Needless to say, that did not go over particularly good. This lead to an intense discussion on the "everybody wins" mentality which seems to be overtaking America. In youth sports, everyone gets recognition. We don't keep scores to distinguish "losers" because that would damage their fragile self-esteem.
Several years ago, there was a movement in the American educational system towards "creative (or inventive) spelling." The general concept is that as long as the word is "phonetically" correct, it does not matter the letters used: for example: "k-a-t" for cat or "g-h-o-t-i" for fish (gh as in enough, o as in women, and ti as in constitution). This is wrong, if just being phonetically correct was enough, why do we have dictionaries? Anyway, I digress. To me it is the equivalent of Nietzsche's philosophy of "Perspectivism" from Beyond Good and Evil which states truths (and by proxy the concepts of right and wrong) are merely in the perspective of the pursuer of the truth. It is the "beauty is in the eye of the beholder" argument.
Heaven forbid we actually use opportunities to demonstrate the reality of life that there are right or wrong actions (especially when requirements are succinctly laid out in a position description. There should be consequences to failing to perform at the required level, and should not celebrate just doing enough to get by. We should make every effort to excel at what we do; not just in sports, but in our chosen career fields, our families, our education, our service, and our worship.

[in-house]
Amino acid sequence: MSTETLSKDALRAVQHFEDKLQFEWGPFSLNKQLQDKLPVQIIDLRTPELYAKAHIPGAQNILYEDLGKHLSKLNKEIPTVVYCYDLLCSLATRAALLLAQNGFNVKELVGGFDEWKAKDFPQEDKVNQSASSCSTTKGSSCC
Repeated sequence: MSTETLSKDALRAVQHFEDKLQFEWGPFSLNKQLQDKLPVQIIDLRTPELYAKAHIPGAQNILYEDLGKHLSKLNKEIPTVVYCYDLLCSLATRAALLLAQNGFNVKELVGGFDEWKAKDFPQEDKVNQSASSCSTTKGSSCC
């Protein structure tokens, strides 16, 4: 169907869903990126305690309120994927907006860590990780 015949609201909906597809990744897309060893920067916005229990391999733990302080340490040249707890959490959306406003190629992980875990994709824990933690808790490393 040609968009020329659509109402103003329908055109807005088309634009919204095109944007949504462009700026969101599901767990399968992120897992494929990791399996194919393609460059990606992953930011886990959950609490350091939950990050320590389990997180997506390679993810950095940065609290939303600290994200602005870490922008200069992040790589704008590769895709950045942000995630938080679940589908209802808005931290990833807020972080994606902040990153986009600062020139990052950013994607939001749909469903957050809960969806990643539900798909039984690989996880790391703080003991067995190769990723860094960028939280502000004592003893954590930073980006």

The basic theme is displayed in the Bible. In Luke 17:7-10, we read:
"But which of you, having a servant plowing or feeding cattle, will say unto him by and by, when he is come from the field, Go and sit down to meat? And will not rather say unto him, Make ready wherewith I may sup, and gird thyself, and serve me, till I have eaten and drunken; and afterward thou shalt eat and drink? Doth he thank that servant because he did the things that were commanded him? I trow not. So likewise ye, when ye shall have done all those things which are commanded you, say, We are unprofitable servants: we have done that which was our duty to do."The message to me seems to be don't expect praise or recognition for simply doing your job. We should strive for excellence in our person and all we do. I do not expect reward when I am just getting by, but then neither do I when I am performing above and beyond expectations. I appreciate the pleasant surprise, but never expect it. I guess it is just part of who I am due to the era I was raised.
Do you expect reward or recognition for just doing your job? Or do you do your best to excel whether you are recognized or not?